I didn’t expect to enjoy this book so much, but…it surprised me.

To be fair, I assumed I wouldn’t like it because Megyn was a Fox News anchor for many years, and I’m not a Fox News watcher. I probably wouldn’t have picked it up if I hadn’t read this positive review on The Book Wheel.

I don’t rate books as Highly Recommended unless I feel like I got a lot out of it, and/or the story inspired me in some way. In a nutshell: Megyn didn’t come from a family of means, as a kid she was bullied in school, as a teenager she lost her father, but through an immense amount of drive and hard work, she excelled in law school and pursued a lucrative career as an attorney. It wasn’t until she burned out in her job in her early 30s that she considered switching to journalism (at the time, she wondered if she was too old to change careers).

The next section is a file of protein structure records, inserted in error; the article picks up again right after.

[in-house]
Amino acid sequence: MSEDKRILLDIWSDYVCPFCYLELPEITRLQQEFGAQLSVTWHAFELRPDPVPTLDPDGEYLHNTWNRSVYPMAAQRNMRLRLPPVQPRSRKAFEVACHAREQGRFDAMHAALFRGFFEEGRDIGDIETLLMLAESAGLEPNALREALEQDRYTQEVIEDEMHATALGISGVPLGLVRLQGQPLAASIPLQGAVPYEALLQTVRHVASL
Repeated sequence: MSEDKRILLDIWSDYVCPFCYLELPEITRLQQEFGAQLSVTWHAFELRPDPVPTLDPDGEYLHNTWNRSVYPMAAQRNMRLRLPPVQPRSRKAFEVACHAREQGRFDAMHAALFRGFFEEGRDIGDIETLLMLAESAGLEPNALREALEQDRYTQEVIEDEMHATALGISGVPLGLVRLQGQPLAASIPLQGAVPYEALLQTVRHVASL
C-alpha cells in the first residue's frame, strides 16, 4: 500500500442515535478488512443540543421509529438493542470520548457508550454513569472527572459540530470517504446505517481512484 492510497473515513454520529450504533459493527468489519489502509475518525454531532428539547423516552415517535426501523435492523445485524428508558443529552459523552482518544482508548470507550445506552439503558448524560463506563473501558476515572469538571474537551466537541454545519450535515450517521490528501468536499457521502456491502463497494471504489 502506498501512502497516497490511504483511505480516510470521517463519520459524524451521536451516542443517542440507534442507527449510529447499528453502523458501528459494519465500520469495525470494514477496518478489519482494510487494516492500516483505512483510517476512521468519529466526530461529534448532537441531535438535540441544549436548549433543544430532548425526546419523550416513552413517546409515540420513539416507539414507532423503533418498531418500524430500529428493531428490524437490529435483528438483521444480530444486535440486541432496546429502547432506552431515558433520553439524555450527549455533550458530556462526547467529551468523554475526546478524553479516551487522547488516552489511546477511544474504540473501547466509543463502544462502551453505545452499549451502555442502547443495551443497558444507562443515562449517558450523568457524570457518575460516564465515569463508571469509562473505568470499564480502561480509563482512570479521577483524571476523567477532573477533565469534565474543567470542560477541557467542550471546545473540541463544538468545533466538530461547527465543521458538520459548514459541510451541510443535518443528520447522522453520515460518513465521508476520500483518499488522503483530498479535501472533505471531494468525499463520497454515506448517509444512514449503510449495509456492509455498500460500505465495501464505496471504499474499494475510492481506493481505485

I was happy to learn that politically, she considers herself an Independent. While I’m sure she said many things on TV over the years that I wouldn’t agree with, she doesn’t vilify one political party over another.

What I really respected is how vocal she is about speaking up for women. While she doesn’t consider herself a feminist – something other people have decried and which she addresses in the book – I didn’t hate her explanation as much as I expected to. Among other things, she finds the word feminist “exclusionary and alienating” and says “feminism has become associated, de facto, with liberal politics.” She prefers to support women without putting a label on it.

Megyn comes across as fearless on the air (did you see this clip where she challenged Newt Gingrich a few months back?) but she admits to a certain amount of vulnerability. She says it can be difficult for her to reach out to people, or put herself out there in new social situations.